Are people who participate in cultural activities more satisfied with life?
AuthorsJennifer L. Brown, Ronald MacDonald and Richard Mitchell
extensively researched. However, despite little empirical evidence,
participation in leisure activities has been assumed to increase
subjective wellbeing. Leisure is important because it is more under
personal control than other sources of life satisfaction. This study
asked whether people who participate in cultural leisure activities have
higher life satisfaction than people who do not, if different types of
leisure have the same influence on life satisfaction and if satisfaction
is dependent on the frequency of participation or the number of
activities undertaken. It used data from UKHLS Survey to establish
associations between type, number and frequency of participation in
leisure activities and life satisfaction. Results showed an independent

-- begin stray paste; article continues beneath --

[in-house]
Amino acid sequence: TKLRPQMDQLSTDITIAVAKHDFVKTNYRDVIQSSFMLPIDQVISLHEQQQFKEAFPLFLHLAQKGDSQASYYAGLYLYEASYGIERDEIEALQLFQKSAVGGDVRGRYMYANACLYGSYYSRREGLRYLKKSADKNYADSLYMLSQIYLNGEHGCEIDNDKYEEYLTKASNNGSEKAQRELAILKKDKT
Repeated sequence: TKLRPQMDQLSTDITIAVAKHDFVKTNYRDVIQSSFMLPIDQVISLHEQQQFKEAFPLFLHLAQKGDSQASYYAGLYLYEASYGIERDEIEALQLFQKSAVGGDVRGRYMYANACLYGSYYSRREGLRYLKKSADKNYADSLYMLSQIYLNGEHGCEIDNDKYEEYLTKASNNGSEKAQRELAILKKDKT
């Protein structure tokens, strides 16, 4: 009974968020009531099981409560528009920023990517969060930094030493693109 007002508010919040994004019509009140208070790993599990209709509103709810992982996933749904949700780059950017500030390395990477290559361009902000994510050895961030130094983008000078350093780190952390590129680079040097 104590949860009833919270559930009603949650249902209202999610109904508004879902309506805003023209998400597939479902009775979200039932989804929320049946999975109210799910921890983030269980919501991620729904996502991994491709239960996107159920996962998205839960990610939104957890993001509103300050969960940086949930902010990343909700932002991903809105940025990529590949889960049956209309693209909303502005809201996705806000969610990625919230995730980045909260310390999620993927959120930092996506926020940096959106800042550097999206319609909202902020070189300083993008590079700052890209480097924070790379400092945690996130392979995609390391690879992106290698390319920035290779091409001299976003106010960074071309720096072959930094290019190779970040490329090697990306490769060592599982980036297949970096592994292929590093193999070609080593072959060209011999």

and positive association of participation in sport, heritage and
active-creative leisure activities and life satisfaction but not for
participation in popular entertainment, theatre hobbies and
museum/galleries. The association of reading hobbies and
sedentary-creative activities and life satisfaction was negative. High
life satisfaction was associated with engaging in a number of different
activities rather than the frequency of participation in each of them.
The results have implications for policy makers and leisure services
providers, in particular those associated with heritage recreation.
Subjective wellbeing measures, such as life satisfaction, and not
economic measures alone should be considered in the evaluation of
services. The promotion of leisure activities which are active and
promote social interaction should be considered in programmes aimed at
improving the quality of life.
Volume and page numbers122, 135-146